Does Parental Pressure Play a Role in Career Choice?


Samantha Moilanen

A pile of college information packets and test books.

Samantha Moilanen, Editor

Should every high schooler have his/her whole life planned out by the time he/she turns eighteen? How involved should parents be in making these major life decisions?

During the last few years of high school, students often face an enormous amount of pressure as they wrestle with major life decisions that they are forced to make at a time some would say, is way too early. How can students be expected to know exactly what career or profession they want to pursue for the rest of their lives at such a young age? As a result of this pressure, many parents take it upon themselves to decide what their child’s career should be, and what college they should attend to produce the most successful lives. Furthermore, an article from gulfnews conveys that this pressure to conform to parental expectations influences children predominantly when determining career choice. This leads to the question of whether parents influence in their child’s career choice ultimately produces the best outcome for success?

“I think if the child does not know what they want to do in life, it is okay to voice an opinion. Although, I do not think it is okay for a parent to pressure their child into a certain career if the child is really against it. A person should be able to choose what they love to do in life,” said senior Corinn Rittner.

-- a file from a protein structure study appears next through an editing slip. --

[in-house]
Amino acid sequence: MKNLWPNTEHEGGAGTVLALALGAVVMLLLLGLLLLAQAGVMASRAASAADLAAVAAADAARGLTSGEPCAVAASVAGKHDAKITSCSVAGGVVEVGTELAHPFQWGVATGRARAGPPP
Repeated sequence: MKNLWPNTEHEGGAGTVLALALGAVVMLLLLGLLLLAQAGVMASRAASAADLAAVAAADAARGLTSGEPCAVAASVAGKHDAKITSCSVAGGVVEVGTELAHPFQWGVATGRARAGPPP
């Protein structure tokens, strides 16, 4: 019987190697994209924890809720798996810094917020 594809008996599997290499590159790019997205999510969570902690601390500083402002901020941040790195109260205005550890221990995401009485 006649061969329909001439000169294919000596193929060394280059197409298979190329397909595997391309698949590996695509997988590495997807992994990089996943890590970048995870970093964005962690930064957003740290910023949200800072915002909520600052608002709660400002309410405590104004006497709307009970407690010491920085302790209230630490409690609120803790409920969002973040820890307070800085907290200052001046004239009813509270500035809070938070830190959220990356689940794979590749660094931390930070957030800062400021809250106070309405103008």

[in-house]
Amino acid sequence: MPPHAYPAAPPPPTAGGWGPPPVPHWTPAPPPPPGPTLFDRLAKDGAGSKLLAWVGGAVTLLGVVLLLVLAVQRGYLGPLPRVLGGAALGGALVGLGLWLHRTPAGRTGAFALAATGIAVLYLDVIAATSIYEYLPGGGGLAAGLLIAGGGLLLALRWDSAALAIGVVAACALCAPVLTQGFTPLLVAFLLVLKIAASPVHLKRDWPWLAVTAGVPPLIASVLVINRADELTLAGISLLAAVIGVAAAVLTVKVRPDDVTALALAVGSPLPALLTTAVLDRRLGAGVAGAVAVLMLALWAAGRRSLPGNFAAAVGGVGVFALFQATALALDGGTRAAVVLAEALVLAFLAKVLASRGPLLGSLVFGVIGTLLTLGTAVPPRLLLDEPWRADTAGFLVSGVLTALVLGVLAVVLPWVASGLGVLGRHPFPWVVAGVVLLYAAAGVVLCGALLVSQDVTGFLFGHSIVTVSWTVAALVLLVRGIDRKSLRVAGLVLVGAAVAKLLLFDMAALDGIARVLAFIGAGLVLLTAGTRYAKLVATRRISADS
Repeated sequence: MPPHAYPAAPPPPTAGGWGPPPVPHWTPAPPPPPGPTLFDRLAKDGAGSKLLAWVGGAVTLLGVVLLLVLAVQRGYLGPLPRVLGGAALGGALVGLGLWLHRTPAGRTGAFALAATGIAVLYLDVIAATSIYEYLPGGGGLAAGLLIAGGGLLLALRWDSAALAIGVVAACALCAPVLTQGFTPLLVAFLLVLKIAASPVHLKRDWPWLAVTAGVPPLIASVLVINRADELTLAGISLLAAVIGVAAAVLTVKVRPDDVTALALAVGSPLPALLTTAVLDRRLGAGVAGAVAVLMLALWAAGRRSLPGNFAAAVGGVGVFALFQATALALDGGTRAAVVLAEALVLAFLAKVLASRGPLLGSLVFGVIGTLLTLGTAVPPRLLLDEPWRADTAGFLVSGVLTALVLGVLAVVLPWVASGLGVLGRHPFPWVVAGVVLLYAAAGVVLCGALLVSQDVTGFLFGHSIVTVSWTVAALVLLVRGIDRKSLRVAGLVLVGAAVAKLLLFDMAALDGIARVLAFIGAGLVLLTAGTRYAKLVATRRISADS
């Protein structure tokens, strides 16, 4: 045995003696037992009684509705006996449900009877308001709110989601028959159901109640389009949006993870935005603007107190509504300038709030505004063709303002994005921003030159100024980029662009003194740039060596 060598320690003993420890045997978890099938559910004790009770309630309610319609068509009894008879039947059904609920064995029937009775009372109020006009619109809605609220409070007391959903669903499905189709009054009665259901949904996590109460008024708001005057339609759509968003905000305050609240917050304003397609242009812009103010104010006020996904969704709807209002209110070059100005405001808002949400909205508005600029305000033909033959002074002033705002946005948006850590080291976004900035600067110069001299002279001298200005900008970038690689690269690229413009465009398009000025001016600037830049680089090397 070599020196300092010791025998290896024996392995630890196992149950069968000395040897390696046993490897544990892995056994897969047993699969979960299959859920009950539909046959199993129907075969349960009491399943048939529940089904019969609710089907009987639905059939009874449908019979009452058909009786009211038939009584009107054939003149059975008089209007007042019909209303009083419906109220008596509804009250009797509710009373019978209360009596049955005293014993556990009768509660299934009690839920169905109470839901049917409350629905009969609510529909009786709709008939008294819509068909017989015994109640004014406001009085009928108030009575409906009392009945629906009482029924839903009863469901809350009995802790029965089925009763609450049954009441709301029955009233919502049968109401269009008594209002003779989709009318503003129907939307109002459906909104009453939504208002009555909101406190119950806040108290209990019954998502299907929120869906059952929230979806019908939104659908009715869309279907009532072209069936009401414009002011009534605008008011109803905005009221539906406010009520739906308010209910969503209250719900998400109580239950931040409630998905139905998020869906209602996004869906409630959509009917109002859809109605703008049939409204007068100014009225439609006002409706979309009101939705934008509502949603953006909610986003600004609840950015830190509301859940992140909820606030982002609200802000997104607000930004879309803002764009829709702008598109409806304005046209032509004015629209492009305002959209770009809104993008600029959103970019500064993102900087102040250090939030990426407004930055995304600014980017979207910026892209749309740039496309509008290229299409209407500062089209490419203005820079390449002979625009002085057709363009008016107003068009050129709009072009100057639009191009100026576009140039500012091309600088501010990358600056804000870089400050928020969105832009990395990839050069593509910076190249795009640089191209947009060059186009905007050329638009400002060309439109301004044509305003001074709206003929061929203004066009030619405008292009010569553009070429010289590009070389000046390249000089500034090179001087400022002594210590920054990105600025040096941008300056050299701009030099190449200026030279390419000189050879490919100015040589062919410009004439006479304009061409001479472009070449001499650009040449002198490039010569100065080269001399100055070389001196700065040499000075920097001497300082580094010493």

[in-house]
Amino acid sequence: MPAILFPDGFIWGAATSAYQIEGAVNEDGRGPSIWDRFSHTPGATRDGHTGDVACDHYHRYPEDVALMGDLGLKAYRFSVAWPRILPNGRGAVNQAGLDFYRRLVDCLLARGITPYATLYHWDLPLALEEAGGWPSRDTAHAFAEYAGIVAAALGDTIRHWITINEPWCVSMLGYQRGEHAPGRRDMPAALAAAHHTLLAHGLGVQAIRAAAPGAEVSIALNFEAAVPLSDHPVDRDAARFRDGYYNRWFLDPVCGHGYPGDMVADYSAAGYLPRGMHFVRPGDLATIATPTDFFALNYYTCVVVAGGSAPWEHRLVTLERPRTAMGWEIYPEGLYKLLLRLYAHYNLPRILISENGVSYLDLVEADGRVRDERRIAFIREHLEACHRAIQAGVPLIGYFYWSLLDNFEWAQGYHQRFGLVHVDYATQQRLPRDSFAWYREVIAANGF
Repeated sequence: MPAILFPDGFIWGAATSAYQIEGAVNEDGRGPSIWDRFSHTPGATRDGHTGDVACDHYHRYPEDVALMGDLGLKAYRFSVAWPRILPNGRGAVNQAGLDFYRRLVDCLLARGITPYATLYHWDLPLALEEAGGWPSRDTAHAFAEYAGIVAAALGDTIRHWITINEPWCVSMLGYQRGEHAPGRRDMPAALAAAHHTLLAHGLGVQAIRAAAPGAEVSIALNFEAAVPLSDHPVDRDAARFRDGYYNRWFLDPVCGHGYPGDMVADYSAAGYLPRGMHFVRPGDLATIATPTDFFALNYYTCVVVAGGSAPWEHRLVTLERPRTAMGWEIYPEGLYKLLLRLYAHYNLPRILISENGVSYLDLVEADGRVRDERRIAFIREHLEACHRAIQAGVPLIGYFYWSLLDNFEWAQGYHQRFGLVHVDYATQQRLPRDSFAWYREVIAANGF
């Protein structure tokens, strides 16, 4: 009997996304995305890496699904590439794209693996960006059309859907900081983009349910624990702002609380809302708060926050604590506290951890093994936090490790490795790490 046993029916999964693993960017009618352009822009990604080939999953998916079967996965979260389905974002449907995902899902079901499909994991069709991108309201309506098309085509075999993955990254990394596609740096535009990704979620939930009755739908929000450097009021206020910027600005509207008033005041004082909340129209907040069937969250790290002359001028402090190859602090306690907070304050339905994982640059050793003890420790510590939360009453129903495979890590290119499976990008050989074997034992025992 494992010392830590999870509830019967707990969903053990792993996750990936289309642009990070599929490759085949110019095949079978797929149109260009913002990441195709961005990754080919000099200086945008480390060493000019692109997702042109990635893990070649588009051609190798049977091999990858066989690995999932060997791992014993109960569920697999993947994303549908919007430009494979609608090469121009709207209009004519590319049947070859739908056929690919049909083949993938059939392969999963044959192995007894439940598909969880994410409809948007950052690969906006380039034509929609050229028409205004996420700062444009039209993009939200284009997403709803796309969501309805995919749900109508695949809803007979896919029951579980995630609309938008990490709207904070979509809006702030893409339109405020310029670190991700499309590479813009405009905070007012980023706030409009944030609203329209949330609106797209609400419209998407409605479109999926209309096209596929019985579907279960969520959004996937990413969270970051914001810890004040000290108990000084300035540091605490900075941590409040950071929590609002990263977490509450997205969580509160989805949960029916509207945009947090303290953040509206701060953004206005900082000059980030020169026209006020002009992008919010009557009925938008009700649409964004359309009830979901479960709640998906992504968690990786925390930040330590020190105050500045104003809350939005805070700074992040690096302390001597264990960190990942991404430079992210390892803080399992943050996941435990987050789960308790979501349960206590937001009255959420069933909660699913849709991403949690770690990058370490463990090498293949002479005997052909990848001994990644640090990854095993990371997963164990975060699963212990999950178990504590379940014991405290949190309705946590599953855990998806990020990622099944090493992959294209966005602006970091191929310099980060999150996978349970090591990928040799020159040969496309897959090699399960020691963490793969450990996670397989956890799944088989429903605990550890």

From a young age, parents begin doing everything they can to ensure their children will be successful throughout their lives. This includes, moving to a good neighborhood, enrolling their children in the best schools, and often retaining high expectations of their children’s grades and academics. According to an article from The New Times, parents should counsel and guide their children when it comes to making a career decision, but in the end, it should be their decision and they should be left to deal with the consequences of their own choices. Some would say this is a harsh way to approach this life-changing decision, but people like the author of The New Times article, Peterson Tumwebaze believe this is the only method in which children can learn how to thrive and gain independence upon the transition out of high school.

“Parents should be able to assist and educate their children about career choices, but they should ultimately be able to decide for themselves,” said junior Lily Shuttlewood.

Samantha Moilanen
Lily Shuttlewood looking at a list of colleges.

Throughout high school, students at Adams and many other schools gain an enormous amount of responsibility for their lives all at once. Suddenly, every decision they make can affect them either positively, or negatively and greatly influence their futures. This responsibility is daunting, and parents can take some of it off their child’s shoulders by being supportive and offering constant advice for topics such as college and even careers, but it is ultimately up to the child. Children need to learn how to gain independence, while also being equipped with the tools to be successful in which parents play a major role.

Parental pressure can greatly influence a child’s career choice, but ultimately, it must be their decision. It can be difficult to handle the many aspects of high school, but as long as parents are there to simply guide students in the right direction without forcing their opinions, they will learn to grow into independence and achieve success later on as a result.